Live Reviews: ECM Autumn Cycle – Jon Balke's Magnetic North Orchestra

Whelan’s, Dublin, 17 November 2005

The appearance of Jon Balke’s Magnetic North Orchestra at Whelan’s on 17 November was one of the last in a year-long series of concerts presented by the Improvised Music Company and the Jazz Architects and featuring artists linked to the ECM label. Where jazz is concerned, the ECM label has developed a strong identity over the years – elegant design, music that is recognisably contemporary but tends more towards the refined than the startling, and a recording process that can mysteriously induce strong and diverse artistic voices to sound like projections of the voice of ECM.

Not having heard Jon Balke’s recordings, I went to the concert in Whelan’s expecting coherence, style and professionalism, but hoping for a little more. Having lost their percussion but not their percussionists in Portugal, having mislaid their cellist but borrowed some percussion, this was a seven-man band. There was nothing lost or disoriented about the performance, however. Balke led and benignly oversaw the action from the piano.

The first hour or so of the concert unfolded without a break. There were clearly demarcated phases that suggested separate compositions but the transitions were subtle and intriguing in their own right. In the faster sections, the piano tended to throw out motifs and rhythmic patterns, but there was plenty of space for individual players to express themselves and there was no stylistic straight-jacketing. Phases in which the players built intricate patterns over a rhythmic ground or quietened for delicate textural exploration were far more common than those in which we might have been listening to atmospheric film music.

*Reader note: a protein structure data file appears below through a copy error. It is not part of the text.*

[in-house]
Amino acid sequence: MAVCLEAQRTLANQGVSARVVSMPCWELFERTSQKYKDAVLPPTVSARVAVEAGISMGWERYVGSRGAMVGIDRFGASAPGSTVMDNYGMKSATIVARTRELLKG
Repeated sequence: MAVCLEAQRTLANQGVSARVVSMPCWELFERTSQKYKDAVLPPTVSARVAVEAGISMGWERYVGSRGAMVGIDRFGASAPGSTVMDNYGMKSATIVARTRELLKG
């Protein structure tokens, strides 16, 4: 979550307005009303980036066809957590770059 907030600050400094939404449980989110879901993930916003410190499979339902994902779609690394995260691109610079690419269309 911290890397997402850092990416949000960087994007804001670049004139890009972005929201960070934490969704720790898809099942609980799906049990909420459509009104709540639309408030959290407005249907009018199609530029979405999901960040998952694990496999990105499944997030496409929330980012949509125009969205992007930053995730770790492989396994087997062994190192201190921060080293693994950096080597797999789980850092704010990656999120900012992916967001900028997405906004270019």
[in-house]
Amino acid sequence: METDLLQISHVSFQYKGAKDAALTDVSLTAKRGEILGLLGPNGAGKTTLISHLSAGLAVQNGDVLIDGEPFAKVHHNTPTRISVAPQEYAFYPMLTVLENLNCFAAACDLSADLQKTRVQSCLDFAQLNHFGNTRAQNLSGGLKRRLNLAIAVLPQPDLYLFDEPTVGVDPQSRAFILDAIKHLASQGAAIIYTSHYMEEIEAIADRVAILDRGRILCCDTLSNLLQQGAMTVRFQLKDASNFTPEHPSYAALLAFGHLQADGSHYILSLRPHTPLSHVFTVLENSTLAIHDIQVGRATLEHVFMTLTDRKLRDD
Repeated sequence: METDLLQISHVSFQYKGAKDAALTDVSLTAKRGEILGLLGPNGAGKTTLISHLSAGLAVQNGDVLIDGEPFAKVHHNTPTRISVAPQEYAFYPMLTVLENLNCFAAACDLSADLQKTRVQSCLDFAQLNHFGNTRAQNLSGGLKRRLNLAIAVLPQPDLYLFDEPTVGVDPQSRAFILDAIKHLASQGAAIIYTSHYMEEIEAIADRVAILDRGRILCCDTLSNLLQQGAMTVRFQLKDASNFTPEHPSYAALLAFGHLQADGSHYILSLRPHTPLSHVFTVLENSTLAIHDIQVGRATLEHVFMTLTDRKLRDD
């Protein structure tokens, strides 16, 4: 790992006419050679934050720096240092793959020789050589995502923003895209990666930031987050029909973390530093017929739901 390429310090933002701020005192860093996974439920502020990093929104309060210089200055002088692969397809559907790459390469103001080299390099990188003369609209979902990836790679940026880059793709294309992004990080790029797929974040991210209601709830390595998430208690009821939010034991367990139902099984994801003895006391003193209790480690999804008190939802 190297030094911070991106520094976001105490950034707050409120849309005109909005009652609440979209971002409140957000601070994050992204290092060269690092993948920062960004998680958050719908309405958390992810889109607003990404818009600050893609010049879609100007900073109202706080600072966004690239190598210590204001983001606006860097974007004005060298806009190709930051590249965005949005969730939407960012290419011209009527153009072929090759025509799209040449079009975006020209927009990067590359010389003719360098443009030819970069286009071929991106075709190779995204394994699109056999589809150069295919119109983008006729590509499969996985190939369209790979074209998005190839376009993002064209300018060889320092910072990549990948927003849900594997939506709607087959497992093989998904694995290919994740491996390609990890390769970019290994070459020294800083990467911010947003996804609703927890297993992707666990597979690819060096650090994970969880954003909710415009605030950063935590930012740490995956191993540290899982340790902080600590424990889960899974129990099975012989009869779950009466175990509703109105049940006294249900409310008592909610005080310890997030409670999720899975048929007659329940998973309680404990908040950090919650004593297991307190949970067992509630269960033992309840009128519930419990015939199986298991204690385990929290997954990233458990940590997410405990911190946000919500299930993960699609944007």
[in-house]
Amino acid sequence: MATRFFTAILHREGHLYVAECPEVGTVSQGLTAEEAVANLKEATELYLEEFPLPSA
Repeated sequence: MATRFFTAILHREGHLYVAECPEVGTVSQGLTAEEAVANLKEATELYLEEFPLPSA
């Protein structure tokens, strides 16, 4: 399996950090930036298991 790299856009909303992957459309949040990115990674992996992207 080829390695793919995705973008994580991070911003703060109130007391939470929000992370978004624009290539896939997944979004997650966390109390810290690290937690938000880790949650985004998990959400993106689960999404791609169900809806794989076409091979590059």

This was a genuinely collective endeavour, with the players relishing each other’s performances and supporting each other rather than competing for attention. The total communication between the two violins (Barte Eike, Peter Spissky) in quite complex pattern-making was extremely impressive. Likewise, the two percussionists complemented each other very nicely, Helge Nordbakken tending to work steady patterns while Ingar Zach tended towards a freer and more textural approach.

Fredrik Lundin’s saxophone-playing was finely shaped both at the level of the individual note and as a contribution to overall structure. If Per Jorgensen showed similar qualities on the trumpet, his wordless singing was remarkable for the balance achieved between vocal technique of the highest order and intense expressiveness more suggestive of the Mediterranean than of the Arctic.

The members of the Magnetic North Orchestra appeared happy with the evening’s music-making. They will also have been pleased with the attentive response they drew from an equally happy audience.

Published on 1 January 2006

Barra Ó Séaghdha is a writer on cultural politics, literature and music.

comments powered by Disqus